Dandelion leaves, roots, and flowers are medicinal and edible. The leaves are high in vitamins and minerals, and the roots contain inulin, mucilage, latex resin, and teraxacin. Dandelion leaves can be added to a salad or cooked. They can also be dried and stored or blanched and frozen. Flowers can be made into juice, or added into many recipes. The root can be made into a coffee substitute. Harvest the tender leaves in early spring, buds anytime, flowers when fully open, and roots during the fall.
Sambucus caerulea | Spring to Fall | Native
Blue Elderberry is a small deciduous tree found in sunny forest-edges with moist soils, below moderate elevation. They are common along stream banks, river banks, and open places.
Elder grows up to 20 feet high, with many long branches carrying opposite, lance-shaped, toothed leaves. Tiny star-shaped whitish-yellow flowers grow in sprays of dense flat shaped clusters. They bloom in early summer in lowlands and in late summer in the mountains. Deep blue berries develop in August through October and can get heavy enough that they cause branches to droop down toward the ground.
Unripe elderberries are poisonous. Raw berries can cause nausea and other gastro-intestinal upset. But cooked, ripe elderberries are perfectly edible when prepared properly. Elder flowers are harvested in spring when most of the flowers are open and others are budding. Elder berries can be harvested in late summer to early fall. Wait until shiny blue-black berries look powdery.
Rosa gymnocarpa | Native
Baldhip rose is located in the moist, shaded understory of Northwest forests in mountainous and riparian areas within eastern and southern exposures. It is a spindly deciduous shrub with brittle weak straight spines. Its leaves are alternate and compound, with an odd number of double-toothed leaflets. Its flowers are pink, single, small, and have 5 petals, and pink-rose in color during May and June. Its fruits are orange to scarlet pear-shaped hips.
Rosehips are used for food and medicine. The hips are high in Vitamins A, B, C, D, and K, calcium, silica, iron, phosphorous and pectin. Be sure to only eat the outer rind, because the seeds contain hairs that are irritating to the digestive tract. Rosehips tea is used for sore throats, colds, diarrhea, and other conditions.
Vaccinium ovatum | Native
Evergreen huckleberry ripens in October or November, depending on elevation. They were and are commonly used by several tribes in British Columbia and western Washington, who have enjoyed the berries fresh, smoked, or sun-dried.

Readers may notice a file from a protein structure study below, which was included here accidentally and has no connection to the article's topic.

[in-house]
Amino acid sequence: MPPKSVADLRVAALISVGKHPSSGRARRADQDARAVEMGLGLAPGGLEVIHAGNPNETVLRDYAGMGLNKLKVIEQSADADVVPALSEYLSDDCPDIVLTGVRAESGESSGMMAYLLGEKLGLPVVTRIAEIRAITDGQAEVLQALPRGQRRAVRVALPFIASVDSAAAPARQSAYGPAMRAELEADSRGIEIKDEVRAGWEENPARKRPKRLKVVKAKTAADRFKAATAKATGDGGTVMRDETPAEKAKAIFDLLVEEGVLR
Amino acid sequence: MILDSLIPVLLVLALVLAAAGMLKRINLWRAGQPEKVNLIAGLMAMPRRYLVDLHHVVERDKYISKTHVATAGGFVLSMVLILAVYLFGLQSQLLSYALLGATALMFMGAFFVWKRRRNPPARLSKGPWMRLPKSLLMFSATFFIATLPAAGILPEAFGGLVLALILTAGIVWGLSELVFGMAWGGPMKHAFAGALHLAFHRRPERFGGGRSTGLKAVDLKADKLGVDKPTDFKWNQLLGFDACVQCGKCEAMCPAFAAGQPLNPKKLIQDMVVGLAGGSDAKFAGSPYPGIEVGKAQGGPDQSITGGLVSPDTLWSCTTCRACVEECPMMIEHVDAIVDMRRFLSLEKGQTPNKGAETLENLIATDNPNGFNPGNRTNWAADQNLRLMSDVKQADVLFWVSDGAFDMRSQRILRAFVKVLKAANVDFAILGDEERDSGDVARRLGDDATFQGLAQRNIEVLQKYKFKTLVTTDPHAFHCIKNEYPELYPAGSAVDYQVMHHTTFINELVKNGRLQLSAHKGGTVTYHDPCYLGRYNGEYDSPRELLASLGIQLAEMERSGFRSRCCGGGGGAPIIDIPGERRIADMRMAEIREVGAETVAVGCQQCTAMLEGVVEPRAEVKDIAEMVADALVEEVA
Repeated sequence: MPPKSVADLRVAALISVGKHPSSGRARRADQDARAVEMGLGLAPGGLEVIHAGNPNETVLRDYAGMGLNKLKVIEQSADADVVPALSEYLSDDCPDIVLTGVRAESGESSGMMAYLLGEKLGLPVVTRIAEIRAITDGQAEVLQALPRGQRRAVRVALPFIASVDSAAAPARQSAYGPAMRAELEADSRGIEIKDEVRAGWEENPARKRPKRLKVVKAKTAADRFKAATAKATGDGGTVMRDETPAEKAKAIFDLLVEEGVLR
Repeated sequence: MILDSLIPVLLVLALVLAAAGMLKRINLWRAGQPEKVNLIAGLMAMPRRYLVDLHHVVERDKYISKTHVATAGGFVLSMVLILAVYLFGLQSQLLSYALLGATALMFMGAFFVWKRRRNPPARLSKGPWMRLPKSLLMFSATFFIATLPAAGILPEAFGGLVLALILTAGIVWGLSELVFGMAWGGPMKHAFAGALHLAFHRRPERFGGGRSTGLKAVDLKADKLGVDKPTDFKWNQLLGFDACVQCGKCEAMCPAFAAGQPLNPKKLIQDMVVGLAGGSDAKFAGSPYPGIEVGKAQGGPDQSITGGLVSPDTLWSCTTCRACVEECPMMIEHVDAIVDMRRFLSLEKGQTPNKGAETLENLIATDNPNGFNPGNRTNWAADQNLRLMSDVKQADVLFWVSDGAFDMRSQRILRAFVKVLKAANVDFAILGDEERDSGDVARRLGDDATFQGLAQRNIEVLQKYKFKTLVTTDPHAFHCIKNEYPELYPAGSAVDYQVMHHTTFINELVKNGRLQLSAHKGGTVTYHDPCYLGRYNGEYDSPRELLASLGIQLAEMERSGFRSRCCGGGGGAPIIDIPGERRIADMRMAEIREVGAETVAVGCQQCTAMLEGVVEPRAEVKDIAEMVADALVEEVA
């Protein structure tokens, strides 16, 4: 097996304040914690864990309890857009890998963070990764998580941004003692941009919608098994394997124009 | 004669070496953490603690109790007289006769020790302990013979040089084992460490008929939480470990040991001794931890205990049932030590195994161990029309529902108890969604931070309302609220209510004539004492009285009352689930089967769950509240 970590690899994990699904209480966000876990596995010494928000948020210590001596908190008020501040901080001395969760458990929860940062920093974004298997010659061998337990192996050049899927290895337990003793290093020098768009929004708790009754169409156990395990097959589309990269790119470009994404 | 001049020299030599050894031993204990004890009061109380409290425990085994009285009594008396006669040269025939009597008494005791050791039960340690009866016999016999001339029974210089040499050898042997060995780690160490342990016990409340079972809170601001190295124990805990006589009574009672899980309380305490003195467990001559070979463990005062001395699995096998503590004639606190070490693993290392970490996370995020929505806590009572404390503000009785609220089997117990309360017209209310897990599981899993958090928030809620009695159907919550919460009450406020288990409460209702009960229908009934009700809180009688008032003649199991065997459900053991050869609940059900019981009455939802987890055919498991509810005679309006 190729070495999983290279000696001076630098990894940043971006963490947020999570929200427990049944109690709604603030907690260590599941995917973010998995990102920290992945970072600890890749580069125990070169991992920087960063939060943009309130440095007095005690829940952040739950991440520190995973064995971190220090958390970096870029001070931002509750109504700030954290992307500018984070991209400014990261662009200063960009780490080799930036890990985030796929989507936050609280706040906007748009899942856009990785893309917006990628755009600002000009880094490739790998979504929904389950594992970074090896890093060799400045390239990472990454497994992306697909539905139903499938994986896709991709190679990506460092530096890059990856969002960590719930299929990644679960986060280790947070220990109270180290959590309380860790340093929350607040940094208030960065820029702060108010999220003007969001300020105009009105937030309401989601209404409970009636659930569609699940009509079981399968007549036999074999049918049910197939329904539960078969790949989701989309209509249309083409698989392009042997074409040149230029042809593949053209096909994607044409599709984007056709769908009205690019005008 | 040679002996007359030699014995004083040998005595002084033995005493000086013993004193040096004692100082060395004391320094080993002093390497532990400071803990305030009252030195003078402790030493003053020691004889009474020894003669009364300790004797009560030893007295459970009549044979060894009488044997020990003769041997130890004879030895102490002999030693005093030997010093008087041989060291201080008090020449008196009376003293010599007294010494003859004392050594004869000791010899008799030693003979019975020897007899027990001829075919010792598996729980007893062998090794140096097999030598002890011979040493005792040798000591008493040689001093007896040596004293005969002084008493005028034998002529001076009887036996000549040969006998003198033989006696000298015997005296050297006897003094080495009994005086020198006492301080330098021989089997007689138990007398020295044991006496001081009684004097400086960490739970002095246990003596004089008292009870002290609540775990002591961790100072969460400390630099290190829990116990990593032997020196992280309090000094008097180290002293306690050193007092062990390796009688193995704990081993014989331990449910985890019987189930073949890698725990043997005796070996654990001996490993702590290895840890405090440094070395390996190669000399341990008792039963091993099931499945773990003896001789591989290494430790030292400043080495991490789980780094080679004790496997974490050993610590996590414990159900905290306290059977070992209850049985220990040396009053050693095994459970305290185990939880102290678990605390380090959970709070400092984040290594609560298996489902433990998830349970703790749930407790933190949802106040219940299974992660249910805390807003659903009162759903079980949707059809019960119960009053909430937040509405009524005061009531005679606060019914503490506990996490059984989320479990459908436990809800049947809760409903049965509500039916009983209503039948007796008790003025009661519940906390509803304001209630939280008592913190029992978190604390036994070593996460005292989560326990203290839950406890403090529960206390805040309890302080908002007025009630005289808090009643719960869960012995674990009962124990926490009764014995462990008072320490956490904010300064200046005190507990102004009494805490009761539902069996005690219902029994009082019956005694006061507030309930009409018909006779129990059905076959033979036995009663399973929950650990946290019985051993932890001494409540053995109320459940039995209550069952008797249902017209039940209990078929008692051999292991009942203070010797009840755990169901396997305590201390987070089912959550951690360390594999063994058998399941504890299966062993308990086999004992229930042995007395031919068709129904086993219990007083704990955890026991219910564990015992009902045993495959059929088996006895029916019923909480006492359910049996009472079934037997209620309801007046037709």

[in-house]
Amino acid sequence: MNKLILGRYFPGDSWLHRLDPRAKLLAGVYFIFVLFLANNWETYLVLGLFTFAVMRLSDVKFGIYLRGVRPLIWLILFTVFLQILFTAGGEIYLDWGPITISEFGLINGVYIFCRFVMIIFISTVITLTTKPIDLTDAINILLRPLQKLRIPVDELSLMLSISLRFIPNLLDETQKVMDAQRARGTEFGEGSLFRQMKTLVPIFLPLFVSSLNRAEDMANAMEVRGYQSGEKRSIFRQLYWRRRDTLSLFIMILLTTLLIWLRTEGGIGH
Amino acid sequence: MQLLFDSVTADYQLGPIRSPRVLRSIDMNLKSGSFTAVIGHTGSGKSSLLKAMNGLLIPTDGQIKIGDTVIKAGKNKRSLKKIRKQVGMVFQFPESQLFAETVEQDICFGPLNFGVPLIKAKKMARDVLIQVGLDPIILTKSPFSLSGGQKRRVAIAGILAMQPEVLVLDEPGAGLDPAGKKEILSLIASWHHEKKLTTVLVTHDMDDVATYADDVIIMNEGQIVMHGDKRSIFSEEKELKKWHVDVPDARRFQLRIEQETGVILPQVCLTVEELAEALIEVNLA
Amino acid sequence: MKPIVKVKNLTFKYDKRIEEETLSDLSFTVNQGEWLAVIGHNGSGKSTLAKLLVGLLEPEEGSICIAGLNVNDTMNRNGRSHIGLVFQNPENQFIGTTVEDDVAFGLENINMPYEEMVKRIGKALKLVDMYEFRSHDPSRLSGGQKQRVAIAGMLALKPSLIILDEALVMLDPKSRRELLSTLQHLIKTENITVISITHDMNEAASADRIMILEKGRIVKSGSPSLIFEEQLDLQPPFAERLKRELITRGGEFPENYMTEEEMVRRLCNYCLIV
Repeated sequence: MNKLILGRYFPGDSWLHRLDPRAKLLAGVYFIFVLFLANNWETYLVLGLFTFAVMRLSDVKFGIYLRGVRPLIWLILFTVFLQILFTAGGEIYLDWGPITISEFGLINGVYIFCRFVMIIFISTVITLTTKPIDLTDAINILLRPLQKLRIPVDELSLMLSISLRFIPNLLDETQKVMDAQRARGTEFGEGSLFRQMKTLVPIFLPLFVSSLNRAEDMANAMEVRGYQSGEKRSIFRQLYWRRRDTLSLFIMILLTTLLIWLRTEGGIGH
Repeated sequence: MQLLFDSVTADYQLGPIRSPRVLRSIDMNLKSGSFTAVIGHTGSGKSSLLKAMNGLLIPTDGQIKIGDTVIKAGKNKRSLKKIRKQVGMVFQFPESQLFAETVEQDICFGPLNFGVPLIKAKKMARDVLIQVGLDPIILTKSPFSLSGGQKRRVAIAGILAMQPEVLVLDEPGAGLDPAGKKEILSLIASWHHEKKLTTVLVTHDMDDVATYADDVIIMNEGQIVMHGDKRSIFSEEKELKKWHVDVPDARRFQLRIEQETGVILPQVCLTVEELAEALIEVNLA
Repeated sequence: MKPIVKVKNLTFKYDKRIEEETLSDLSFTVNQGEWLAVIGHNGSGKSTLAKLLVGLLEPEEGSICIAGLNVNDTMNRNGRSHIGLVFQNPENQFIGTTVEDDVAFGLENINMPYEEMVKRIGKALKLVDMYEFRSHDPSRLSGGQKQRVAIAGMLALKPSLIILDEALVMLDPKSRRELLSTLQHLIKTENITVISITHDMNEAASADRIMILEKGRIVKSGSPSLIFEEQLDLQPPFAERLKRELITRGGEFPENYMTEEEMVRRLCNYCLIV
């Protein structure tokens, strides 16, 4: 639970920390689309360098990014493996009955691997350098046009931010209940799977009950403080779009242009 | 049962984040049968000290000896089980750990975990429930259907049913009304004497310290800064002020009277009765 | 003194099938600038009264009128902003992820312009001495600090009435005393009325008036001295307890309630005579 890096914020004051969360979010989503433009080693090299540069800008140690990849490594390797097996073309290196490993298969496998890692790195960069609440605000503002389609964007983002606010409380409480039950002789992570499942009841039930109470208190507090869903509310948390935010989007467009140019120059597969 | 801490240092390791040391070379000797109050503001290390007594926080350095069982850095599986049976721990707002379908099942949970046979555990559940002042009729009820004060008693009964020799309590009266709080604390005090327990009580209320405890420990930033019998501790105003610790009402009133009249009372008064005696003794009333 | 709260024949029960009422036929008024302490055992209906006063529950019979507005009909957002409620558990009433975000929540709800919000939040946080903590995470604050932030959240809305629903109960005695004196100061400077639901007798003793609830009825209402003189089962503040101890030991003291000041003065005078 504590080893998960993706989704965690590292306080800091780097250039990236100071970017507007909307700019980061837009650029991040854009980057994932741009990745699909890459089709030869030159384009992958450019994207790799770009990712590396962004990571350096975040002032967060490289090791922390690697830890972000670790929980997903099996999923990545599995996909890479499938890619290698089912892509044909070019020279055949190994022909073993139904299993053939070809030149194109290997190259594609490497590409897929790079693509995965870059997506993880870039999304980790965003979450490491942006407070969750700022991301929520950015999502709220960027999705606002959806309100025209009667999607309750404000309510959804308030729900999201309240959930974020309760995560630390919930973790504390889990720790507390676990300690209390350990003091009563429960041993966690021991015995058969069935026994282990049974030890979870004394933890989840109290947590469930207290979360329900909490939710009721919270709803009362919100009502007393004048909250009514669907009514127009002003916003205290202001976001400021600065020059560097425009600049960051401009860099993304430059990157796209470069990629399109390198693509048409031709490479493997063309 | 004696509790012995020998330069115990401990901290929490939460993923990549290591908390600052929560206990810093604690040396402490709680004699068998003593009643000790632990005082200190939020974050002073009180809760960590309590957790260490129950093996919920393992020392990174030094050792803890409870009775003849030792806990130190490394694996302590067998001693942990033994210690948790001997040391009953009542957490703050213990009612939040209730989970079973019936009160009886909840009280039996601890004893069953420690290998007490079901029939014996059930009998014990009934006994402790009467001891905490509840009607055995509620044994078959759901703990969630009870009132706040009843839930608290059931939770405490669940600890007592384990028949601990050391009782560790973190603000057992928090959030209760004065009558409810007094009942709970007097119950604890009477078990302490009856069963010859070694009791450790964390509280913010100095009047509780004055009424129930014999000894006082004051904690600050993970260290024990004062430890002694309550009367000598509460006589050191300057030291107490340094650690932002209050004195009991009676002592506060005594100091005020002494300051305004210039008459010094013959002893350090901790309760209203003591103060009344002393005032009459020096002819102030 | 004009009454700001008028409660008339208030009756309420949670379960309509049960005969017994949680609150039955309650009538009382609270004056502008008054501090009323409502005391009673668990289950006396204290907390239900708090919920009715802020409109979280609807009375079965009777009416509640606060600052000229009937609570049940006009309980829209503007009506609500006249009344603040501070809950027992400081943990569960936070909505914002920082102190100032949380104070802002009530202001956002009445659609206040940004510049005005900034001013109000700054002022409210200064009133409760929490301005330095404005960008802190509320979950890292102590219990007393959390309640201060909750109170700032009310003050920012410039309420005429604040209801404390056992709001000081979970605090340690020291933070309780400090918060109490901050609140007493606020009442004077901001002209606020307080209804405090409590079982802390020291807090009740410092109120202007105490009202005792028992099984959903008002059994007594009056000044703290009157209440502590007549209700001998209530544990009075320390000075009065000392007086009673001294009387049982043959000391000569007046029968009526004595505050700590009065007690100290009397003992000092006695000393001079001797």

Evergreen huckleberry has immense value to widlife. Its leaves are foraged by deer, elk, ad rabbit. Berries are eaten by chipmunks, grouse, black bear, mice, scarlet tanagers, bluebirds, thrushes, and several other songbirds.
According to an NRCS factsheet: “The leaves and berries are high in vitamin C. The leaves and finely chopped stems contain quinic acid, a former therapeutic for gout said to inhibit uric acid formation but never widely used because of mixed clinical results. The leaves have been widely used to lower or modify blood sugar levels. Many herbalists maintain that huckleberry leaf tea may be useful in stabilizing blood sugar levels in cases of diabetes, and medical research has shown that consumption of the leaf extract decreases blood sugar levels shortly after administration. Taken on regular basis, huckleberry tea will gradually help alleviate both glycosuria and hyperglycemia and appears to have a beginning, but useful effect as an adjunct treatment to diabetes mellitus. The leaves are believed also to stimulate appetite, and have astringent and antiseptic qualities that are useful in urinary disorders.”
Check out this guide from Knowyourforest.org for tips on harvesting and marketing huckleberry from small private forestlands in the Pacific Northwest.
Tips: If your area is more prone to red huckleberry than evergreen huckleberry, most of the recipes below can be made with red huckleberry too.
BONUS recipe from Teo Rautu, a member of NNRG’s fabulous forestry team:
To make the batter
½ cup white sugar
¼ cup brown sugar
¼ cup shortening
½ cup milk
½ tsp vanilla
2 cups white flour
2 tsp baking power
½ tsp salt
- Dough should be stiff. Fold in 2 cups drained huckleberries. Spread dough in greased 8×8″ or 9×9″ pan.
To make the topping:
½ cup white sugar
½ cup plus 2 TBS white flour
½ tsp cinnamon
¼ cup softened butter
- Sprinkle over top of batter, then bake at 350 for approx 40 minutes,
or until knife inserted into center comes out clean.